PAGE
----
Small interfering RNAs (siRNAs) targeting APOBEC3G messenger RNA, previously described37 (A3G, 5′-GCAUCGUGACCAGGAGUAUdTdT-3′), were chemically synthesized by QIAGEN. A mutant APOBEC3G siRNA (A3G mutant, 5′-GCAUCGUGCACAGGAGUAUdTdT-3′) containing a 2-nucleotide mismatch (italics) was used as a negative control. CD4+ T cells were transfected with the siRNA with the use of an AMAXA nucleofector apparatus (program V-024; 2 μg of siRNA per 5 × 106 cells).
Online supplemental material
The in vitro chemotaxis was performed with the ChemoTx System (Neuro Probe no. 101-5) 96-well cell migration system. Thirty microliters of JKT-FT7 or JKT-FT7 CCR6 GFP cells (cells suspended in RPMI-1640 with 1% fetal bovine serum at 106 cells/mL) were added to the upper filter with a pore size of 5 μm and the indicated chemoattractants in the lower wells. The cells were incubated at 37°C and 5% CO2 for 2 hours. The results were presented as the mean chemotactic index, defined as the fold increase in the number of migrated cells in the presence of chemotactic factors over cell migration in the presence of media alone (available on the Blood website; see the Supplemental Materials link at the top of the online article).
JKT-FT7 and JKT-FT7 CCR6 GFP cells (0.5 × 106 cells/time point) were untreated or pretreated with AZT and infected for 2 hours at 37°C with DNase I–treated HIVIIIB at a multiplicity of infection of 0.001. Cells were trypsin-treated, washed with PBS to remove extracellular virus, and resuspended in complete media, and infected untreated cells were incubated in the presence or absence of hBD2 (20 μg/mL) or MIP-3α (5 μg/mL). Total cellular DNA was extracted with the use of the DNeasy Blood and Tissue Kit (QIAGEN) at 4, 8, and 24 hours and analyzed by real-time quantitative PCR with iQSYBR green supermix (Bio-Rad). Reactions were performed in triplicate in parallel with sets of known quantitative standards for HIV DNA and albumin. HIV DNA was quantified with the use of the following primers: 5′-GGCTAACTAGGGAACCCACTG-3′ (sense) and 5′-CTGCTAGAGATTTTCCACACTGAC-3′ (antisense), and the number of copies were normalized to copies of albumin as a reference with the following primers: 5′-TGTTGCATGAGAAAACGCCA-3′ (sense) and 5′-GTCGCCTGTTCACCAAGGAT-3′ (antisense).
hBD2 inhibits HIV replication after entry
In addition to reduced infectivity, our previously published data obtained performing time-of-addition experiments suggested an intracellular mechanism of inhibition of HIV by hBD2.28 We did not observe down-regulation of CXCR4 or CCR5 in PBMCs treated with hBD228 or CD4+ T cells treated with hBD2 or MIP-3α (supplemental Figure 1). To gain insight into the intracellular mechanism of inhibition, the presence of early reverse transcription products in PBMCs infected with either X4 (IIIB) or R5 (BaL) HIV isolates were measured by quantitative PCR. PBMCs were infected, as described in “Infectivity assays,” and treated after infection with 0.8 to 20 μg/mL hBD2 (which is well within the range of concentrations of hBD2 measured in oral mucosa and epidermal tissue38,39 ) and compared with infected untreated samples and samples pretreated with the reverse transcriptase inhibitor AZT at 2.67 μg/mL or the fusion inhibitor T20 at 11.25 μg/mL. As shown in Figure 1, treatment with hBD2 after infection inhibited the accumulation of early (strong stop) reverse transcription products of both X4 (Figure 1A) and R5 (Figure 1B) HIV-infected cells at 4, 8, and 24 hours after infection. Pretreatment with AZT or T20 inhibited both X4 and R5 HIV.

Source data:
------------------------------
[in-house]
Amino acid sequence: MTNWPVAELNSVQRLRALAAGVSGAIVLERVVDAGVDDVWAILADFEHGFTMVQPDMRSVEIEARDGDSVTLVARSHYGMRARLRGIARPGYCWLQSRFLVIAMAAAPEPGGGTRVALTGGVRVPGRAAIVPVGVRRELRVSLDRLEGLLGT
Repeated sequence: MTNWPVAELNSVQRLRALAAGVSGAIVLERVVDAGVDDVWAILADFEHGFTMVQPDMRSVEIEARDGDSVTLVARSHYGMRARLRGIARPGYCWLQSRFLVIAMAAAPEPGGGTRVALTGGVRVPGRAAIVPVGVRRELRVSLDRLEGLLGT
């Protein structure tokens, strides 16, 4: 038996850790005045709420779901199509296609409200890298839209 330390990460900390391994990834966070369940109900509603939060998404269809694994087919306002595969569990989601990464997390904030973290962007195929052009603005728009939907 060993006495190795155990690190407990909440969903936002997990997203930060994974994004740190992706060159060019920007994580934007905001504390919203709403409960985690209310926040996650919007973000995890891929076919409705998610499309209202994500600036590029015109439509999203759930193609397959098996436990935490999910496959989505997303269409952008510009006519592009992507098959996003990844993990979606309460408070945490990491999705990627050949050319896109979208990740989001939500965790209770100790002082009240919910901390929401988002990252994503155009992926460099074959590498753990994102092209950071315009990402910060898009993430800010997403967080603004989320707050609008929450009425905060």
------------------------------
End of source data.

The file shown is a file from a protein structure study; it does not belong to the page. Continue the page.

CCR6 enhances the HIV-inhibitory activity of hBD2 on spreading infections in a CD4+ T lymphoblastoid cell line
We hypothesized that the intracellular mechanism of inhibition could be due to receptor interaction. Because the only receptor known for hBD2 is CCR6, we conducted experiments to ascertain the role of this receptor in the inhibitory activity. We reasoned that the inhibitory effect of hBD2 would not be due exclusively to intracellular effects, because the spreading (budding) virus would also be subject to the intrinsic inhibitory activity that we and others observed on HIV virions.27,28 However, we expected that CCR6 expression would eventuate in more potent HIV inhibition by hBD2. To characterize the role of CCR6 in HIV inhibition, we used the Jurkat-derived CD4+ T lymphoblastoid cell line JKT-FT7, which expresses low or undetectable CCR6, and JKT-FT7 CCR6 GFP, which is stably transfected with an expression vector encoding for CCR6 and expresses high levels of this receptor.33 Both expression level and functionality of CCR6 were tested by flow cytometry and chemotaxis assays, confirming the expected pattern of CCR6 surface expression (supplemental Figure 2A) and chemotaxis to MIP-3α and hBD2 (supplemental Figure 2B-C). JKT-FT7 and JKT-FT7 CCR6 GFP were infected with X4 (IIIB) HIV, as described in “Infectivity assays.” Cells were pretreated with T20 as a control or treated after infection with 0.8 to 20 μg/mL hBD2, and the expression of HIV p24 in tissue culture supernatants was monitored by ELISA up to day 10 after infection. Percentage of inhibition with each treatment was calculated in reference to infected untreated controls. We did not observe any difference in HIV inhibition by T20 between CCR6+ and CCR6low/no JKT-FT7 cells (Figure 2). However, when hBD2 was used at the dose of 20 μg/mL, HIV inhibition was higher in CCR6+ cells than in CCR6low/no cells (Figure 2). The difference in the percentage of inhibition among the 2 variants of JKT-FT7 cells was statistically significant at day 6 and day 8 and approached significance on day 4. Differences in the percentage of inhibition of HIV were not statistically significant when hBD2 was used at lower doses (data not shown). These results are consistent with our dual mechanism model of the inhibitory activity of hBD2, targeting HIV by both an extracellular and a postentry mechanism. No significant difference in proliferation or cellular metabolism was observed among hBD2 treatment in both cell lines as determined by tritiated thymidine uptake and MTS assays (data not shown).